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Pastor Kenneth Glasgow helps Spencer Trawick, an inmate at the Dothan City Jail in Dothan, Ala., fill out a voter registration form in June 2017. CONNOR SHEETS/AL.COM
The last few years have been good for former prisoners hoping to regain the ability to vote. In New York, Democratic Gov. Andrew Cuomo issued pardonsin May to nearly 25,000 parolees in order to restore their voting rights. In Virginia, in an ongoing effort to get more people to the polling booth, Democratic Gov. Ralph Northam and his predecessor, Terry McAuliffe, have used executive powers to reinstate the rights of approximately 200,000 people with felony records.
And in Florida, where 1.7 million people are banned from voting because of criminal histories, an amendment to the state constitution on the ballot this November would give back the vote to every formerly incarcerated person not convicted of murder or a major sex offense.
But it’s one thing to make it legal for people to vote again, and another to ensure they know about it. Voters and even local officials may not realize what’s changed.
“Implementation is everything when it comes to voting rights,” said Danielle Lang, senior legal counsel at the Campaign Legal Center, a national advocacy group.
Next door to Florida, for example, Republican Alabama Gov. Kay Ivey last year signed a law that should allow more people with criminal records to take part in elections. Under the previous Jim Crow-era system, individual county registrars could block anyone convicted of anything they deemed a “crime of moral turpitude” from voting. Now, only people who have committed one of 47 specific felonies — out of more than 500 — can be denied the vote, and even they can apply to the state’s Board of Pardons and Paroles to get it back.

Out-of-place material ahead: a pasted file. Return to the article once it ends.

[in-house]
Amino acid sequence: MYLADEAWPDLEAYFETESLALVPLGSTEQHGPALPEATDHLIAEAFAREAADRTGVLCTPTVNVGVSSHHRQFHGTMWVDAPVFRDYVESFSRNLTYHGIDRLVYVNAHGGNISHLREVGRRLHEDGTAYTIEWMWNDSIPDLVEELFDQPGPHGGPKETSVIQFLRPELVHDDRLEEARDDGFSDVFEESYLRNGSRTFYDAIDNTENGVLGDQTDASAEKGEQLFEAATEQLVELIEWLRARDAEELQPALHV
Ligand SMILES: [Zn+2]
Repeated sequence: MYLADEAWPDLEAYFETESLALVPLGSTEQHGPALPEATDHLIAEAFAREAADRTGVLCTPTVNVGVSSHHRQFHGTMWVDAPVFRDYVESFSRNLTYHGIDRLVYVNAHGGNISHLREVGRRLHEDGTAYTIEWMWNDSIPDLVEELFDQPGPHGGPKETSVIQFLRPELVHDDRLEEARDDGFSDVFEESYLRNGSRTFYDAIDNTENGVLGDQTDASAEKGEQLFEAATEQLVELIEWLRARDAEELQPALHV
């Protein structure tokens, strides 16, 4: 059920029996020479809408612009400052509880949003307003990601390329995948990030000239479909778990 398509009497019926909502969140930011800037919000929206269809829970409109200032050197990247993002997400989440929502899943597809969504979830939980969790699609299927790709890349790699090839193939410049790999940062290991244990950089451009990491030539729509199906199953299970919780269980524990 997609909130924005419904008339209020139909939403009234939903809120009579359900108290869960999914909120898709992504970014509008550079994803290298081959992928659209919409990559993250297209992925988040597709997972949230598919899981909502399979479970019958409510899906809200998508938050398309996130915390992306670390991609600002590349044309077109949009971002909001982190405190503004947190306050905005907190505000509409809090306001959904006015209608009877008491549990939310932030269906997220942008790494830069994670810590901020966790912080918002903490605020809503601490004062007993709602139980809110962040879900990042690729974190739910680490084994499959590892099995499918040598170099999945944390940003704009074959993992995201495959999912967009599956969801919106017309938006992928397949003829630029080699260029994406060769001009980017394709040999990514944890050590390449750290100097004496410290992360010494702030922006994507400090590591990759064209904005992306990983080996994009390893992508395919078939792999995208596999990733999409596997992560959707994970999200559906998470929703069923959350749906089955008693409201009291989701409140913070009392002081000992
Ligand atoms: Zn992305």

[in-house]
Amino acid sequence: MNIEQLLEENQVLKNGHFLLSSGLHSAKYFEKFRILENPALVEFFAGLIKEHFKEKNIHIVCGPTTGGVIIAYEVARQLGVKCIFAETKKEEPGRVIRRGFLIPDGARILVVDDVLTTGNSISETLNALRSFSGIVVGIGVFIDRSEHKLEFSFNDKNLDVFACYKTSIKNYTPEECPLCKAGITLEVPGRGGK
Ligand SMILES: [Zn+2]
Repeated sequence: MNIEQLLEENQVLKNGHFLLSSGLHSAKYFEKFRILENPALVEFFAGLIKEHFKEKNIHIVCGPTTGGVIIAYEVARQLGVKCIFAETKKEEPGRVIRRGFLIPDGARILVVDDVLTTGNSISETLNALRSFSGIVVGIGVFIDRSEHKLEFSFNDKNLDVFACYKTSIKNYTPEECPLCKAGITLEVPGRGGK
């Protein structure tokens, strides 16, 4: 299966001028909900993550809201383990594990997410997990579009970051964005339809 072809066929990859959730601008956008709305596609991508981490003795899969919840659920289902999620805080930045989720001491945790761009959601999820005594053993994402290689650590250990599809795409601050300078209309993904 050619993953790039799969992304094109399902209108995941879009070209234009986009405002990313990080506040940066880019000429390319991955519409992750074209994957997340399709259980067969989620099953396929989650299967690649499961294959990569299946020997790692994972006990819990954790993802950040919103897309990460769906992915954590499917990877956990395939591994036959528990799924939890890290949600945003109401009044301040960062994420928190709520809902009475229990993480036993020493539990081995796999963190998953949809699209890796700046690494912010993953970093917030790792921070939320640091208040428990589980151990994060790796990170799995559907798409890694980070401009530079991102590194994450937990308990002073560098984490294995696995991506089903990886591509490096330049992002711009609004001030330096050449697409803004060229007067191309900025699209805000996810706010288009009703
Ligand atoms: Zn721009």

Still, the office of Alabama Secretary of State John H. Merrill has done little to let ex-prisoners know about the change.
“I don’t see any reason to contact them directly if we’re already reaching the entire population,” Merrill, a Republican, said in an interview. “I don’t care how many we’ve registered who used to be in prison, or how many are between ages 18 and 21, or how many are black, white, international descent — it does not matter to me. We don’t specifically target any single group, because we only have one goal in Alabama, and that is to make sure that every citizen is registered to vote and has a valid photo ID.”
That has meant the new law remains confusing to many Alabamans, including county registrars themselves. False information about certain ex-offenders having to pay fines and fees before getting to vote — what some activists have called a new “poll tax” — also circulated for months.
Voter registration forms continue to include a question about whether the applicant, under penalty of perjury, has ever been convicted of a “disqualifying felony.” That term isn’t defined.
In Virginia, by contrast, the Secretary of the Commonwealth’s office has a portal on its website so that ex-prisoners can look up whether they now have the ability to vote.
Even after the state’s top court ruled in 2016 that people with criminal records could not be registered to vote en masse, Secretary of the Commonwealth Kelly Thomasson has continued to do so individually. First, she gets a list from the prison system every month of released inmates who have finished their parole and probation requirements. Then her staff vets those ex-offenders with the state police and local jails, to make sure they haven’t been re-arrested.
Finally, each new voter is granted a “restoration of rights” letter, one at a time, with the governor’s signature.
“Telling someone who committed a felony to contact the governor’s office isn’t exactly natural for a lot of them — they don’t feel worthy of it,” Thomasson said. “So we’ve worked on that a lot, to make sure the process isn’t intimidating.”